Our first sighting of a cheetah was from a distance. Again, another guide pointed him out to us. I could only see him through the binoculars and even then it was hard as he blended in with the grasses so well. Our second sighting was by joining a cluster of jeeps. A first I saw one cat sitting in a clump of grass, staring at a herd of gazelles about 150 yards away. Then I saw another face in the weeds next to him. Every so often the first one would lean forward like he was going to make a run for it and catch his dinner, but he always sat back down. Emmanuel said the grass was too short here for effective hunting. Slowly the gazelles moved away. Every so often the second one would get up and resettle on the ground. Then the first one lowered himself down as if to sleep and we thought the show was over. But in a few seconds he got up, grabbed something from behind him and pulled a gazelle into the clump of grass. Dinner was served!
We saw the big five – lions, leopards, elephants, rhino and Cape buffalo. The Cape buffalo were every where, big herds of them. And you often saw two or three old bulls wandering together. As they get older, they’re replaced by younger, stronger males and are forced to leave the herd. They become very aggressive, as they are easy prey to the lions due to their age and physical condition. Other than the things I’ve already mentioned, we also saw several kinds of monkeys, impalas, hyenas, warthogs, hartebeests, topi, waterbuck, bushbuck, dik-dik – the smallest antelope only 12-16 inches high, and others I can’t remember. Serengeti means endless plains and there was so much space we barely covered part of the terrain so I am sure there was even more animals out there.
We also saw lots of birds! There are over 600 species in Tanzania. I met several birders along the way and shared sighting with them. One, the superb starling was everywhere. They are bright iridescent blue with a red chest and white eyes. We saw a secretary bird who got its name because of the feathers that stick out of the back of their head like pencils in a secretary’s bun and because they use their long sharp talons to quickly peck peck their prey to death, a similar motion to typing. We saw several Kori bustards which is the largest flying bird in Africa, weighing up to 44 pounds. And to name a few more – flamingos, several kinds of ibis, cattle egret, crested cranes, storks, Eqyptian geese, ducks, grey herons, bobbitts, snake eagles, vultures, and the list goes on. If you’re a birder I encourage you to go, just get a guide who knows his birds.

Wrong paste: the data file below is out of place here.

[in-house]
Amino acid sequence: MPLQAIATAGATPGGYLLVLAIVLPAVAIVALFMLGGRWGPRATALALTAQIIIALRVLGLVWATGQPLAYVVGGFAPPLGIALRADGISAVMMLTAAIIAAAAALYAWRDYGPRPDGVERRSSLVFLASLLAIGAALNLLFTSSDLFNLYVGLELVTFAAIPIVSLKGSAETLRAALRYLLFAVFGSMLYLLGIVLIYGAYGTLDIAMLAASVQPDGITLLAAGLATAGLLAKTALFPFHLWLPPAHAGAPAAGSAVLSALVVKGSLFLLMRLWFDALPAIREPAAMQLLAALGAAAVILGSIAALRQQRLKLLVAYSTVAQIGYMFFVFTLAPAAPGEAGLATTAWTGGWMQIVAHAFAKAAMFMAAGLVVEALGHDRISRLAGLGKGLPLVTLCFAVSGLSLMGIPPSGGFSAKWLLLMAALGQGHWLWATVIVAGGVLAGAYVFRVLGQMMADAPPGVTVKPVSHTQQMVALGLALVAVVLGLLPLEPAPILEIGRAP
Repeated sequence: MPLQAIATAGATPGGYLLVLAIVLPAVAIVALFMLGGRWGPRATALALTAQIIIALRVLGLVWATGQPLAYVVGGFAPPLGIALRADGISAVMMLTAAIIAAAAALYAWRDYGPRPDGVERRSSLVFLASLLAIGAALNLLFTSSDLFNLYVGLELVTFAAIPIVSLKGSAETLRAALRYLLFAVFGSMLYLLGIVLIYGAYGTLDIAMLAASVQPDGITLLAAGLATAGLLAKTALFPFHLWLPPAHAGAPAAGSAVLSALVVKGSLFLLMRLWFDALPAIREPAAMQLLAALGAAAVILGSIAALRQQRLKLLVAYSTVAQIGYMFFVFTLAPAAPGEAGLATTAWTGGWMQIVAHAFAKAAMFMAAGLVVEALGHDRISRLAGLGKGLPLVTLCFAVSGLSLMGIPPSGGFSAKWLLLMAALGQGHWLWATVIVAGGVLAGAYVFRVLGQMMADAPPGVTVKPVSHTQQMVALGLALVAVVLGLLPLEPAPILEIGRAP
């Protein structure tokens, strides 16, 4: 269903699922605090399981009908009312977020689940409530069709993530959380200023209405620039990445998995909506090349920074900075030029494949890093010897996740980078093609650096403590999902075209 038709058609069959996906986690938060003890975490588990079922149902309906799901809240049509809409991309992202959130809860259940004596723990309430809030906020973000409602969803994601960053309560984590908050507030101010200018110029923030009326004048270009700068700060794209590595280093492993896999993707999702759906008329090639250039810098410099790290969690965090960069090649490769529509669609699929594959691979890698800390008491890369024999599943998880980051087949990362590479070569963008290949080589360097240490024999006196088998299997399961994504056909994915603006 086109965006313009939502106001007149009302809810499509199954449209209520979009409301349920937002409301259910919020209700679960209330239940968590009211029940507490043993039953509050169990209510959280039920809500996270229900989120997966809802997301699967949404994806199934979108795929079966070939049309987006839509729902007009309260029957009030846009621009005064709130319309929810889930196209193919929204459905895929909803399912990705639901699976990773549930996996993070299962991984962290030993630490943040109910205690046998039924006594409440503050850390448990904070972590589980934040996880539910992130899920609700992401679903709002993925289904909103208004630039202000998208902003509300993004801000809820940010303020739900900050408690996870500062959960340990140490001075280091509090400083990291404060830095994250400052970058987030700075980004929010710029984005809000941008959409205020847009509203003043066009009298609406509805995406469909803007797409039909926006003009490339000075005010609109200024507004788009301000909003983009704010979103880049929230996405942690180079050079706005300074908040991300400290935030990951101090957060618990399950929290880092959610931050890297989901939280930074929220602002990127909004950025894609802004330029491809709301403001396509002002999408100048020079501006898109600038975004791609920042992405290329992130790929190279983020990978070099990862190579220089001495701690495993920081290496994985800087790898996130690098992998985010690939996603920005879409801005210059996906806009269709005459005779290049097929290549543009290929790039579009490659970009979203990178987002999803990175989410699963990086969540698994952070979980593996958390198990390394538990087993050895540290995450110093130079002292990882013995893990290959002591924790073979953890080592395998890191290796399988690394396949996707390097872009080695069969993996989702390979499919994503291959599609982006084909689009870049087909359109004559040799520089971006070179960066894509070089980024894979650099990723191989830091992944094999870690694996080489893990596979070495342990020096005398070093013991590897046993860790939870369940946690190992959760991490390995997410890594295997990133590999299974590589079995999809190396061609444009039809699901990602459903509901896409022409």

There were three types of trees that stood out to me. First the baobab, the crazy big tree that looks like its roots are showing. The sausage tree, which had these big poisonous fruits that hung down like salami drying in a butcher shop. We stopped once so I could check the tire pressure -pee, and I picked one up and it was very heavy. It weighed enough to knock out a lion or even kill it, if one dropped on its head. Then the acacia trees of which there are about 14 varieties. The umbrella acacia is the iconic tree painted with the African sunset. The green acacia or fever tree has very long thorns, 2-3 inches which are super sharp. One fell into our jeep and I stepped on it, puncturing my heel and even though that part of my foot is super tough, it penetrated about 1/2 inch. No really damage done however. The Masai cut it and use it to fortify their bomas, encircling it in branches to keep the wild animals out and their livestock and families safely inside. Then there is the whistling acacia which has a hollow nut that whistles in the wind. It is host to a very tiny insect called the cocktail ant. The ant protects the tree against giraffes, cocking their tails to sting their tongues as they try to eat the plant. More than you wanted to know about trees I’m sure.